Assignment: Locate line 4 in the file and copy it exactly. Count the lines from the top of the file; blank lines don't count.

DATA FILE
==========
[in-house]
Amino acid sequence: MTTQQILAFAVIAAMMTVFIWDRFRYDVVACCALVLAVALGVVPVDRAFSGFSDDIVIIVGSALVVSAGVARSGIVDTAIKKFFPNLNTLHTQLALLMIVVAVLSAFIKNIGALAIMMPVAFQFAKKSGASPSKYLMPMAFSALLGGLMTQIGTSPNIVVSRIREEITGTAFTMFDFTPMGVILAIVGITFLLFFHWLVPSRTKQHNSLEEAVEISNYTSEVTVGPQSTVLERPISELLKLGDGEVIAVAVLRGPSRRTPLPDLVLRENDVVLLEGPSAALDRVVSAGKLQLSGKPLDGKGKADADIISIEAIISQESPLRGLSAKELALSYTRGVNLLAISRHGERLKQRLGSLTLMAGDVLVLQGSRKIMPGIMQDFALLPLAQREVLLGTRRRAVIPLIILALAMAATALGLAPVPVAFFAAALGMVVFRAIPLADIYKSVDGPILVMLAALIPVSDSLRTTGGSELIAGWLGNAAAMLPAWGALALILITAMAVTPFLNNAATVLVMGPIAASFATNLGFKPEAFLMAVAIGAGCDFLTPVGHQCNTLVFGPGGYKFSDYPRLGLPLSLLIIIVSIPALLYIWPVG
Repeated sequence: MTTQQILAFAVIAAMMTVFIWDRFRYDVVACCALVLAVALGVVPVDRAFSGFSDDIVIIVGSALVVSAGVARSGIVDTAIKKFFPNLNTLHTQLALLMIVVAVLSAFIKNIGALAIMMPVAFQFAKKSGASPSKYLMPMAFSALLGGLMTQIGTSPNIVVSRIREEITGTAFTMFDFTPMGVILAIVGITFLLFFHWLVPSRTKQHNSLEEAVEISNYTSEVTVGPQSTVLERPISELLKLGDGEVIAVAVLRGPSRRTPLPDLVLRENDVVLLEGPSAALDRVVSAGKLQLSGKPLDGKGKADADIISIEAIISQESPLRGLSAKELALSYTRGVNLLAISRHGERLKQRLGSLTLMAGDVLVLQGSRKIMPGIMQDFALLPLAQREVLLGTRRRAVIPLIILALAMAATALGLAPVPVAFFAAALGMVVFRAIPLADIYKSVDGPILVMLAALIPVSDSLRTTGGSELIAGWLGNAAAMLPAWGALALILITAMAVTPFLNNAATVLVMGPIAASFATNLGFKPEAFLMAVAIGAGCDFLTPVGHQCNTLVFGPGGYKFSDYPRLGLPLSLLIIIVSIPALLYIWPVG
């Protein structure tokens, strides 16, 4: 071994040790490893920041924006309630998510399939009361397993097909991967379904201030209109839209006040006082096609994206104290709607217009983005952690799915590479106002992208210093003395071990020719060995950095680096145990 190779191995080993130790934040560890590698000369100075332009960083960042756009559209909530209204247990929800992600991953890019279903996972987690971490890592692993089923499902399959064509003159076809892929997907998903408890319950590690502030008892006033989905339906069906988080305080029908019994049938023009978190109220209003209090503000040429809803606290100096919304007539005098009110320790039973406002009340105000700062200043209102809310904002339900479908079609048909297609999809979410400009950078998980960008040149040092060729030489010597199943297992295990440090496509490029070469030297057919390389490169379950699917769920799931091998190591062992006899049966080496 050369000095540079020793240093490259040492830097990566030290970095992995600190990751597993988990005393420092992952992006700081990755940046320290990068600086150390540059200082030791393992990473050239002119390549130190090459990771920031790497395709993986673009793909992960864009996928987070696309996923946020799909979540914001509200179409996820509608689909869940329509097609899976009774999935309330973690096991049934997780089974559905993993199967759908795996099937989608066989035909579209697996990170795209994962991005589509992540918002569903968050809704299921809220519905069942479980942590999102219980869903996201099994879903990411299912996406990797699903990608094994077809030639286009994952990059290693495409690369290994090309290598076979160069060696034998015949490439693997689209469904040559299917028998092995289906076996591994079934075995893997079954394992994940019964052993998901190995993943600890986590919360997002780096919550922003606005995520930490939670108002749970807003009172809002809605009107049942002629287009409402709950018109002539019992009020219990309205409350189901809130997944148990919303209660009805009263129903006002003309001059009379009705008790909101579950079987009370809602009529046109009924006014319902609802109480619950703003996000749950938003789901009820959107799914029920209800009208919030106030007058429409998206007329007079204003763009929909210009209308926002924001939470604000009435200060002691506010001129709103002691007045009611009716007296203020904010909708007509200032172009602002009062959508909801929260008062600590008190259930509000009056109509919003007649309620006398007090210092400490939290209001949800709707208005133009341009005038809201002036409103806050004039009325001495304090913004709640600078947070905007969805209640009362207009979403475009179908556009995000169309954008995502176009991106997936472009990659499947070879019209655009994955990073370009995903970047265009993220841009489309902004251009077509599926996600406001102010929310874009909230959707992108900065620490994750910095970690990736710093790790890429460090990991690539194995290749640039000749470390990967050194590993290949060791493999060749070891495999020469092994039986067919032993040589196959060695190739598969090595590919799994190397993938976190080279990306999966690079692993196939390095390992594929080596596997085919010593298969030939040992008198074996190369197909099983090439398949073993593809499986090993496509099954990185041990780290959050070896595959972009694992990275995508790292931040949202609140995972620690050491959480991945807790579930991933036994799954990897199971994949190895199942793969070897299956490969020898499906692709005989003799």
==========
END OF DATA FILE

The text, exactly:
């Protein structure tokens, strides 16, 4: 071994040790490893920041924006309630998510399939009361397993097909991967379904201030209109839209006040006082096609994206104290709607217009983005952690799915590479106002992208210093003395071990020719060995950095680096145990 190779191995080993130790934040560890590698000369100075332009960083960042756009559209909530209204247990929800992600991953890019279903996972987690971490890592692993089923499902399959064509003159076809892929997907998903408890319950590690502030008892006033989905339906069906988080305080029908019994049938023009978190109220209003209090503000040429809803606290100096919304007539005098009110320790039973406002009340105000700062200043209102809310904002339900479908079609048909297609999809979410400009950078998980960008040149040092060729030489010597199943297992295990440090496509490029070469030297057919390389490169379950699917769920799931091998190591062992006899049966080496 050369000095540079020793240093490259040492830097990566030290970095992995600190990751597993988990005393420092992952992006700081990755940046320290990068600086150390540059200082030791393992990473050239002119390549130190090459990771920031790497395709993986673009793909992960864009996928987070696309996923946020799909979540914001509200179409996820509608689909869940329509097609899976009774999935309330973690096991049934997780089974559905993993199967759908795996099937989608066989035909579209697996990170795209994962991005589509992540918002569903968050809704299921809220519905069942479980942590999102219980869903996201099994879903990411299912996406990797699903990608094994077809030639286009994952990059290693495409690369290994090309290598076979160069060696034998015949490439693997689209469904040559299917028998092995289906076996591994079934075995893997079954394992994940019964052993998901190995993943600890986590919360997002780096919550922003606005995520930490939670108002749970807003009172809002809605009107049942002629287009409402709950018109002539019992009020219990309205409350189901809130997944148990919303209660009805009263129903006002003309001059009379009705008790909101579950079987009370809602009529046109009924006014319902609802109480619950703003996000749950938003789901009820959107799914029920209800009208919030106030007058429409998206007329007079204003763009929909210009209308926002924001939470604000009435200060002691506010001129709103002691007045009611009716007296203020904010909708007509200032172009602002009062959508909801929260008062600590008190259930509000009056109509919003007649309620006398007090210092400490939290209001949800709707208005133009341009005038809201002036409103806050004039009325001495304090913004709640600078947070905007969805209640009362207009979403475009179908556009995000169309954008995502176009991106997936472009990659499947070879019209655009994955990073370009995903970047265009993220841009489309902004251009077509599926996600406001102010929310874009909230959707992108900065620490994750910095970690990736710093790790890429460090990991690539194995290749640039000749470390990967050194590993290949060791493999060749070891495999020469092994039986067919032993040589196959060695190739598969090595590919799994190397993938976190080279990306999966690079692993196939390095390992594929080596596997085919010593298969030939040992008198074996190369197909099983090439398949073993593809499986090993496509099954990185041990780290959050070896595959972009694992990275995508790292931040949202609140995972620690050491959480991945807790579930991933036994799954990897199971994949190895199942793969070897299956490969020898499906692709005989003799």